This is the first in a regular series of posts meant more for myself than anyone else. I just want to keep a record of what I’m reading.
So far in July:
- Public Enemies: The True Story of America’s Greatest Crime Wave by Bryan Burrough (552 p)
- Semantic Antics: How and Why Words Change Meaning by Sol Steinmetz (258 p)
- The Prodigal Tongue: Dispatches from the Future of English by Mark Abley (233 p)
- Steampunk edited by Ann & Jeff Vandermeer (347 p)
Of these, the two etymology books were oddly disappointing, most especially because they in fact gave no model for how or why language evolves. Each was just a litany of words and trends in English. *Sigh*
His Dark Materials:
- The Golden Compass
- The Subtle Knife
- The Amber Spyglass
a triology by Philip Pullman
InstaRating: 4 out of 5
This trilogy has apparently sparked quite the bitter controversy, especially online. It’s a tale of High Fantasy, quite consciously in the vein of Tolkein or C.S. Lewis, but it takes a tack quite different than, say, The Chronicles of Narnia. Rather than a vague naturalistic faith that is actually Christianity in disguise, Pullman’s universe has Christianity in fact — but it’s unremittingly evil, dedicated to snuffing out all that is light and free in the world. I can see why believers are outraged…
The Book of Lost Things
a novel by John Connolly
InstaRating: 5 (out of 5)
This is simply a good book. I would not have thought anything would rank up next to a new book by Guy Gavriel Kay (Ysabel, which I’ll review some other time), but this one easily meets that standard. One of life’s greatest treasures, for me, is a book that compels me to keep reading at an ever-more-breakneck pace. I love a book that gives me the sensation that I’m missing details because the vision is so extravagant and the journey so enthralling that there just isn’t time to savor everything. I love a book so good that, around page 50, I start calculating how long I have to wait so that it will be fresh when I re-read it.
A short summary: David is a pre-teen in World War II Britain, who loses his mother to an unnamed lingering disease and his father (as David sees it) to a stepmother and half-brother. David starts to hear books whisper to him and then, in an ancient house, hears his mother’s voice calling to him. He ventures into the garden just as a Luftewaffe bomber crashes, propelling him into an alternate world where strange versions of well-known fairy tales seem to be true. He meets a kindly Woodsman and a questing knight, but is menaced by the half-wolf Loups, by harpies, trolls, and above all by the Crooked Man, an indistinct but terrifying menace who wants, for reasons left unexplained, for David to tell him the name of his half-brother. At the suggestion of the Woodsman, David travels east toward the castle of the ailing King and his magic Book of Lost Things. What he discovers — there and along the way, in the King and in himself — ends up changing everything.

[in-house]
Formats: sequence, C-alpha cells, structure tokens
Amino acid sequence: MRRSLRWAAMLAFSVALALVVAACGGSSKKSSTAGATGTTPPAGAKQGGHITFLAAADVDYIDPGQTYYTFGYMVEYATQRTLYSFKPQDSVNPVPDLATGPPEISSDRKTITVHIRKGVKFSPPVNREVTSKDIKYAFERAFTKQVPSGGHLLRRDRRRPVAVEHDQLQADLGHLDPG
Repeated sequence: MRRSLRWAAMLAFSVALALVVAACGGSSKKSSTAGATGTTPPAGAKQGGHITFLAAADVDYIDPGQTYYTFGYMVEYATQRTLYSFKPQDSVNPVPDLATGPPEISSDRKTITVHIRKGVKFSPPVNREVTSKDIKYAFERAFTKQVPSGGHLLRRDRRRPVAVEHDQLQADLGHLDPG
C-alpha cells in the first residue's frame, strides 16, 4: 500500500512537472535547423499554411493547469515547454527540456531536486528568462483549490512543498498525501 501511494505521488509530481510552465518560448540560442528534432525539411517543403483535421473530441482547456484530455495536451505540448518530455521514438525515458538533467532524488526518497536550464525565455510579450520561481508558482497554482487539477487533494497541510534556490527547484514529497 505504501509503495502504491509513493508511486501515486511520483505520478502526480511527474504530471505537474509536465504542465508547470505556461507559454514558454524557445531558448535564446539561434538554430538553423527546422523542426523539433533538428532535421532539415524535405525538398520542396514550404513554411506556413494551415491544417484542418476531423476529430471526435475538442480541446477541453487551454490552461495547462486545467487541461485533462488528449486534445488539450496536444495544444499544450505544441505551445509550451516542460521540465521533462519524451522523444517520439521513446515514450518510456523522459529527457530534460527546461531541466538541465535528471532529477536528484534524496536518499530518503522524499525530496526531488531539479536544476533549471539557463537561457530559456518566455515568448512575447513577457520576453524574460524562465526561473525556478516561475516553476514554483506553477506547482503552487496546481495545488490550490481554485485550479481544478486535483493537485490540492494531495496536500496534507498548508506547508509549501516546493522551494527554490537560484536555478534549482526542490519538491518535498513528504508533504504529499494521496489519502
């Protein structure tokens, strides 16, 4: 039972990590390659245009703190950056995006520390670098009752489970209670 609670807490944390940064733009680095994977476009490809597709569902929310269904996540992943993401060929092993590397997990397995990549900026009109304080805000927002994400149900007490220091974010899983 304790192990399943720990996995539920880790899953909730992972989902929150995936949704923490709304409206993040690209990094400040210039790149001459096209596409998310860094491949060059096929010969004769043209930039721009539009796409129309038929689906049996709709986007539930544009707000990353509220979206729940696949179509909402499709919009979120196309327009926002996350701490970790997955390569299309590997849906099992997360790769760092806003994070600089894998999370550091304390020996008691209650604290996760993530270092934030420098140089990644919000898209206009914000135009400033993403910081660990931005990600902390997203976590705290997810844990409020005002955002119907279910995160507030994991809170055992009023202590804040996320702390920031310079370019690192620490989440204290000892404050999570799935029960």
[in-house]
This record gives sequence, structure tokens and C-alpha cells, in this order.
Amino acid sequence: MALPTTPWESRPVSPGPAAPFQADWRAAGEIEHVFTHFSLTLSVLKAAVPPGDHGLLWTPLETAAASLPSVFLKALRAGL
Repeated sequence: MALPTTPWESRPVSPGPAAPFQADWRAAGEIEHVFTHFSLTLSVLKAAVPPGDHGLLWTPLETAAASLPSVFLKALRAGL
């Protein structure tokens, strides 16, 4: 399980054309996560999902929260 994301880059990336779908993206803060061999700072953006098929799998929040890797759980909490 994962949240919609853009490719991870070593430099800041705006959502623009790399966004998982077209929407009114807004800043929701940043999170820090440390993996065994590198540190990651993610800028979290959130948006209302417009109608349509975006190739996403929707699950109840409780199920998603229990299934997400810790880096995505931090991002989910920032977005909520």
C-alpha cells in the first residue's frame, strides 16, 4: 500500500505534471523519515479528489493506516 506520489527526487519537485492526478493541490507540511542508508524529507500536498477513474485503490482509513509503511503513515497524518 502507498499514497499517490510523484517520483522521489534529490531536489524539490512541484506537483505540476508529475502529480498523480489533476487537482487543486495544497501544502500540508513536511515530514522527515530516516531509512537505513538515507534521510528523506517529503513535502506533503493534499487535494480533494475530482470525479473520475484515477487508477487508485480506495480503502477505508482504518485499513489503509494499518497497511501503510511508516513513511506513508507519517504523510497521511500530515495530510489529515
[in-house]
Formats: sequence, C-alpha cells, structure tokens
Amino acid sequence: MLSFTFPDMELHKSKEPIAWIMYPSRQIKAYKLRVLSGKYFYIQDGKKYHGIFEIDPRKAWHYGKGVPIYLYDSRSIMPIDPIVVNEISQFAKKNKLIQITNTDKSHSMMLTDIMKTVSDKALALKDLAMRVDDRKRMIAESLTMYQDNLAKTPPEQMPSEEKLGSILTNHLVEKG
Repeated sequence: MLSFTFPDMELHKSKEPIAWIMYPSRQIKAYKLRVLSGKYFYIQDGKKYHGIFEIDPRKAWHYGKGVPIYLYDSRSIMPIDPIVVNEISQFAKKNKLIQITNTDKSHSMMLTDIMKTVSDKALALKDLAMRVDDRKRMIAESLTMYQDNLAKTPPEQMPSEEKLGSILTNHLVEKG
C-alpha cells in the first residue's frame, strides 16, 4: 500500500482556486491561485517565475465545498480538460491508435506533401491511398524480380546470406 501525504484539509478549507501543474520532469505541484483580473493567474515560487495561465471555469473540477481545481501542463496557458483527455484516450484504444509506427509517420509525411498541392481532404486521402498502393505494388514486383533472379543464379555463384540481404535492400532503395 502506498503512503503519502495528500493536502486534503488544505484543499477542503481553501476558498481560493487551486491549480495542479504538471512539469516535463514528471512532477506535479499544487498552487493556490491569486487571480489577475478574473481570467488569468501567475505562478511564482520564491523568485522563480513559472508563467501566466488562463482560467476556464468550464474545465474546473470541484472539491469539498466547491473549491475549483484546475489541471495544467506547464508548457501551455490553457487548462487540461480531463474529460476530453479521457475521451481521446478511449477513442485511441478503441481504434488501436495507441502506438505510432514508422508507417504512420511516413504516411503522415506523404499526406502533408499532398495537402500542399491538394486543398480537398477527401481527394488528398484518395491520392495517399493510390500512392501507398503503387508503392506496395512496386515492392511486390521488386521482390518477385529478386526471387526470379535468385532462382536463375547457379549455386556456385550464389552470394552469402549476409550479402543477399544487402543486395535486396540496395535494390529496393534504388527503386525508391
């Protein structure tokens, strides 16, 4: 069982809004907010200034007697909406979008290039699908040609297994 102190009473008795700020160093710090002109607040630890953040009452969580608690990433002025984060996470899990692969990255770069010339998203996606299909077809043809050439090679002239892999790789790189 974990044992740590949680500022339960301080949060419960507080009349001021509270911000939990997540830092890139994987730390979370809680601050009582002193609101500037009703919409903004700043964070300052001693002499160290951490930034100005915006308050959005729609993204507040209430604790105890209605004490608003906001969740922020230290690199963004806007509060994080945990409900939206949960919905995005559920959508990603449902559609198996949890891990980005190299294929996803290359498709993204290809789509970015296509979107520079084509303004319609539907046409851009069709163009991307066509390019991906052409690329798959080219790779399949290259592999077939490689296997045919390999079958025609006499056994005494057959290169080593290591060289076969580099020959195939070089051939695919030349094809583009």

More detail will inevitably involve spoilers, so I’ll hide them below the fold. If you’re looking for whether this book is a good read, but you don’t want to know the ending, stop here and take my word for it: This is a good book. It will richly reward you for reading it. Connolly shows himself to be a master of atmosphere and foreshadowing. If you need to hear more, and don’t mind knowing what’s coming, read on…
by Josh Conviser
InstaRating: 2 out of 5
This book\’s title caught my interest because I keep up with surveillance tech and its social implications, and ECHELON — the alleged US NSA electronic sifting program — is the monster of all surveillance programs. Although I knew this was a spy thriller, I thought there was a chance that it would delve deeply into some of the issues revolving around the invasive new technologies coming online. Alas, it didn’t pan out that way.
More below the fold — warning: Spoilers to come.
World War Z: An Oral History of the Zombie War
by Max Brooks
InstaRating: 5 out of 5
After the debacle that was The Stonehenge Gate, I was looking for something good to read, to wash the taste of failed prose from my mouth. Happily I picked up this piece of psuedo-history. Written by the author of the offbeat, tongue-in-cheek The Zombie Survivor’s Guide, this book purports to be an oral history compiled and published ten years after the end of The Zombie War, a global outbreak of the undead as in The Night of the Living Dead.
Spoilers and more after the break.
The Stonehenge Gate
by Jack Williamson
InstaRating: 1 out of 5 … maybe less
During those moments when I delude myself that I’m a writer, I pursue an odd oscillation in my reading. I like to read great works of fiction, to have something towards which to aspire. But I like to leaven that mix with bad writers, people so hackneyed or incompetent that I can realistically say, “Well, if even Writer X can get published, I have a real shot … at least my stuff is better than that.” After reading Oryx and Crake, I was in a bind, because I hadn’t read anything truly bad for a while and I felt the usual intimidation rising up again.
Luckily, then I picked up Jack Williamson’s The Stonehenge Gate and now all is right with the world: This is a truly bad book.
More details, including spoilers, follow the break.
Oryx and Crake (a novel)
by Margaret Atwood
InstaRating: 4 out of 5
In brief: Snowman is the last (traditional) human alive in a world curiously empty. He bears the secret of what happened to civilization and slowly reveals it to himself as he watches over the successor species: humans carefully designed to thrive in the ecologically-devastated world of tomorrow.
Spoilers and a more complete review follow.